In an effort to make more medicine, more affordable, and arrest attempts at price gouging, the FDA has started taking steps to increase the number of generic prescription drugs on the market.
Off-brand or generic medications are much cheaper than the original name-brand drugs, despite having the same medicinal qualities. While these drugs are the biggest tool in fighting-off price gouging by pharmaceutical companies, recent high profile cases have shown a lack of competition and medicine shortages, have allowed several drug companies to dramatically increase their prices.
So the FDA decided to step in and implement a two-step plan. First it has posted a list of branded drugs that have no listed patents or exclusivities, for which the agency has yet to approve a generic drug application (known as an Abbreviated New Drug Application or ANDA). Then they implemented a new policy to help expedite the ANDA process for drugs on the list in order to get them to market as quickly and efficiently as possible.
The published list is intended to encourage development of new generics. Some of the drugs on the list include pain-killers, cancer medications, anesthetics, HIV medication, anti-inflammatories, and much more. There has been an issue with some of these drugs being in short supply due to quality problems shutting down manufacturing lines or companies simply abandoning the drugs to pursue higher margin medication. While the FDA doesn’t have the power to control the actual prices of medications, it does review and approve everything going to market.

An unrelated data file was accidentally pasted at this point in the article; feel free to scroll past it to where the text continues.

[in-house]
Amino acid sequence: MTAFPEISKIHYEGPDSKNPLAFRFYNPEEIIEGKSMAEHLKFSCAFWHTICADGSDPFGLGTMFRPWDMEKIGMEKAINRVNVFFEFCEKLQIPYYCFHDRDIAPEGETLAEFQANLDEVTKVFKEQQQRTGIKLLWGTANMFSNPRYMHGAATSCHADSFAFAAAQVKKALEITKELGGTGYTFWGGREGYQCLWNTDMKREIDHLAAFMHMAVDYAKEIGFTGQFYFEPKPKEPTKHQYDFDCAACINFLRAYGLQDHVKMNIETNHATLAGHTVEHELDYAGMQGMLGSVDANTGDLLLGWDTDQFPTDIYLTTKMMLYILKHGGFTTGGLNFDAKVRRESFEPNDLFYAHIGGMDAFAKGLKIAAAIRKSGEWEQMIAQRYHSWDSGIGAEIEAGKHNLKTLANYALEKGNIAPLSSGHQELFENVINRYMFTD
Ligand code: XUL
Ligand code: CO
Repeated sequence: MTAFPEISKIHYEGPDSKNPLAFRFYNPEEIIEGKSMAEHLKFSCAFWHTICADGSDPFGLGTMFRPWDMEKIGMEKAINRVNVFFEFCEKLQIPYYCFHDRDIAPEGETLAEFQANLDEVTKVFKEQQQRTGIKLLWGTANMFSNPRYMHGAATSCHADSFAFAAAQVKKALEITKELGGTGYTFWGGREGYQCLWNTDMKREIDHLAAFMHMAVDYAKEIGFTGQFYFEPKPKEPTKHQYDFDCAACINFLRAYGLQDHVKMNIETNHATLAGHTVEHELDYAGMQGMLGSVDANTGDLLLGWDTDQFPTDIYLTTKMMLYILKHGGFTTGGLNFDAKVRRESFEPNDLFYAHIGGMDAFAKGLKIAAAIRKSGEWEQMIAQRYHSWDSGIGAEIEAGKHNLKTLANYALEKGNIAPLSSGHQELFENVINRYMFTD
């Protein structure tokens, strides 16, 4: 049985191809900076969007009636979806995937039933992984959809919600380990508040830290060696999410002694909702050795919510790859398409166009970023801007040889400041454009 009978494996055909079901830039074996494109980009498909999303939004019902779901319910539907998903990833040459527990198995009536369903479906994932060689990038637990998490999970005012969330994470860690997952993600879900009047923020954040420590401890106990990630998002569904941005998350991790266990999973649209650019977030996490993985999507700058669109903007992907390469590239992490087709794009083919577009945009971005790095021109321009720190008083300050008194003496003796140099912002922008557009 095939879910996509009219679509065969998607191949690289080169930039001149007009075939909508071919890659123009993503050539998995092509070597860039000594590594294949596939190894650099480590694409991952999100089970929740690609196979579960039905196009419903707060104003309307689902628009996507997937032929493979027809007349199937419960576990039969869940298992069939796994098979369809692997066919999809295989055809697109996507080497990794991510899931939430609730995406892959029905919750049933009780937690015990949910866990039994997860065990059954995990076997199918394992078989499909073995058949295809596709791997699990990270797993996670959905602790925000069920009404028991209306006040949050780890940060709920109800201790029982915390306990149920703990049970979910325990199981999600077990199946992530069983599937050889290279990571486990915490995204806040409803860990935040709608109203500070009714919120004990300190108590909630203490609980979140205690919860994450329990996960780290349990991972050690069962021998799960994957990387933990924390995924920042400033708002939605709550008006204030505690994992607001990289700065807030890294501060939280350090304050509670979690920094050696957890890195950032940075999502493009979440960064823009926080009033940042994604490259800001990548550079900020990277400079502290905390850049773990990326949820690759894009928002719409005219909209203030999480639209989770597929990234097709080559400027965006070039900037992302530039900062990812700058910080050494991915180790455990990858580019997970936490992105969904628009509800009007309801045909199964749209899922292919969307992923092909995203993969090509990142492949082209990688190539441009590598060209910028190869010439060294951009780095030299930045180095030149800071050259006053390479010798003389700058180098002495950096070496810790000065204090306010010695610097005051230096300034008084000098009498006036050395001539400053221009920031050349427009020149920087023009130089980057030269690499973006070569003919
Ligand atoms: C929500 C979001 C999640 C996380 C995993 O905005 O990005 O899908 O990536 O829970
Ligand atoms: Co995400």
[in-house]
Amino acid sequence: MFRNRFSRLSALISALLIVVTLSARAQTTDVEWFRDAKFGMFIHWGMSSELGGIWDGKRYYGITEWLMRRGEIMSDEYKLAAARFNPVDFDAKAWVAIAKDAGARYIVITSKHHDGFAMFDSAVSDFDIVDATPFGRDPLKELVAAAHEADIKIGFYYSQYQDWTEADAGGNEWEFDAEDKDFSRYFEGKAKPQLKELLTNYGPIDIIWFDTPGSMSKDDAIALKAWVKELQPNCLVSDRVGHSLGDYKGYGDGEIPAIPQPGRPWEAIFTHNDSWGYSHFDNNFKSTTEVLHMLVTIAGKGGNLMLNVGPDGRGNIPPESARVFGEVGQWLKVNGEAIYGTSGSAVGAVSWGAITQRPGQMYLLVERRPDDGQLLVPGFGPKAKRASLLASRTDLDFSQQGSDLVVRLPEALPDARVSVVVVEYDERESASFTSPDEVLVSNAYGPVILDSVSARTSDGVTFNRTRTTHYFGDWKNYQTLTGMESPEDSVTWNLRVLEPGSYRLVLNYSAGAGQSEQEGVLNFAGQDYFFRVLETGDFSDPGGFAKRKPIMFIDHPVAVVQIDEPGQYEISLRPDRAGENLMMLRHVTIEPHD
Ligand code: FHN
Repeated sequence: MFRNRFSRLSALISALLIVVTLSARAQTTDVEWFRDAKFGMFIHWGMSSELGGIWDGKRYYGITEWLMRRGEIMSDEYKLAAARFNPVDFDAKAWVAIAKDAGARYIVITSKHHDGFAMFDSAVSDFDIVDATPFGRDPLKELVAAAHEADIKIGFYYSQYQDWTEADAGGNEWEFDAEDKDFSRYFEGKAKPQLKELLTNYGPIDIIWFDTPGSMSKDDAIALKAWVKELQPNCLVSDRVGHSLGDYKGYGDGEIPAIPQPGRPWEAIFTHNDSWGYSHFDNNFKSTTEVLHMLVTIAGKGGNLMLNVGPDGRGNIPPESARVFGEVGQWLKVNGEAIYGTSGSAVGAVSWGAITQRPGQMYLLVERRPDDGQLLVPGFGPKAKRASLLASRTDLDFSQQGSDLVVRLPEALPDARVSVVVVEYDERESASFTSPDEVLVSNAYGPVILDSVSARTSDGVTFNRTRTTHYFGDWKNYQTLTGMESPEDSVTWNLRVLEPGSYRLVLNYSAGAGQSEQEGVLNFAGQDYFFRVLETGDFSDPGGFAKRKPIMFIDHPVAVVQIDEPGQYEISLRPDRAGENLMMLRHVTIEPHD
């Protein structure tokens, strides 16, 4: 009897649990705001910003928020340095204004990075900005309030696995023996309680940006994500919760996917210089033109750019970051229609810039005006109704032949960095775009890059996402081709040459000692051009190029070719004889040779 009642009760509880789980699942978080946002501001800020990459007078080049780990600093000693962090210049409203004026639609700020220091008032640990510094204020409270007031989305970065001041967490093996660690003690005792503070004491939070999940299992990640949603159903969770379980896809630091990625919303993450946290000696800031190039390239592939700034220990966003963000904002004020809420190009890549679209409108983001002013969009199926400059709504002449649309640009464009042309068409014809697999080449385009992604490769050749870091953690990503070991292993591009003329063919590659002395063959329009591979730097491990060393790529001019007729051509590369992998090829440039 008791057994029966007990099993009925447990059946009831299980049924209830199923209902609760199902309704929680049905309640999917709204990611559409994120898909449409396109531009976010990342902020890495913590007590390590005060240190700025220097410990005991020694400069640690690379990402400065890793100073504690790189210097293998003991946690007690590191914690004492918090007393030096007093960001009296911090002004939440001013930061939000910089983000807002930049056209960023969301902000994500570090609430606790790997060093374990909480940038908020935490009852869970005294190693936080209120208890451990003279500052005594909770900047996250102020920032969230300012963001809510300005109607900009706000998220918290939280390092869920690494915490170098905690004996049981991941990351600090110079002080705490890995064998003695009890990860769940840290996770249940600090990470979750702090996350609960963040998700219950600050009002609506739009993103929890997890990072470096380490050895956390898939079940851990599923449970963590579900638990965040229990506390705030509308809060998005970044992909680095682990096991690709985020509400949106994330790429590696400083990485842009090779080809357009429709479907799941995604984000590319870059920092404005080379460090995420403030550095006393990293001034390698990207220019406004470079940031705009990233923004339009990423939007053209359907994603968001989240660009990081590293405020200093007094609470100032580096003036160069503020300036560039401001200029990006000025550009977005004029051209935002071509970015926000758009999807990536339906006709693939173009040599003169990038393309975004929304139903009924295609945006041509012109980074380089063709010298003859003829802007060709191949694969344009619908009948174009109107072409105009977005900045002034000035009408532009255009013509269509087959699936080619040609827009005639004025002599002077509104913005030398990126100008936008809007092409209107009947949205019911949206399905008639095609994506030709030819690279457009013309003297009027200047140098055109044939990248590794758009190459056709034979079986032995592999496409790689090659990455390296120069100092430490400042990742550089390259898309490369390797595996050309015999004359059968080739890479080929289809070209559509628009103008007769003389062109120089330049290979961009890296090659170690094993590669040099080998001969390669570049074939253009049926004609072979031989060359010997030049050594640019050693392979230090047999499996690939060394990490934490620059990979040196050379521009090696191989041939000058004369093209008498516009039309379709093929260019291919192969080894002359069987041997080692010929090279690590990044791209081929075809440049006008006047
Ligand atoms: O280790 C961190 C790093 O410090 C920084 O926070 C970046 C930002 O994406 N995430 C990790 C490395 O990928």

One of the most well known extreme price hikes was when Turing Pharmaceuticals raised the price of an older drug, Diaprim, which was used to treat infections in patients with toxoplasmosis, often due to AIDS related complications. The price per pill was jacked up from $13.50 to $750, which is a factor of 56.
Another famous price hike was the increase for EpiPens.
“No patient should be priced out of the medicines they need, and as an agency dedicated to promoting public health, we must do our part to help patients get access to the treatments they require.” said FDA Commissioner, Dr. Scott Gottlieb in a statement.
He went on to say, “Getting safe and effective generic products to market in an efficient way, being risk-based in our own work and making sure our rules aren’t used to create obstacles to new competition can all help make sure that patients have access to more lower-cost options.”
The FDA will now give priority reviews to new generic drugs until there are at least three on the market. It is around that point in which prices plummet, some up to 85 percent off the name-brand price.
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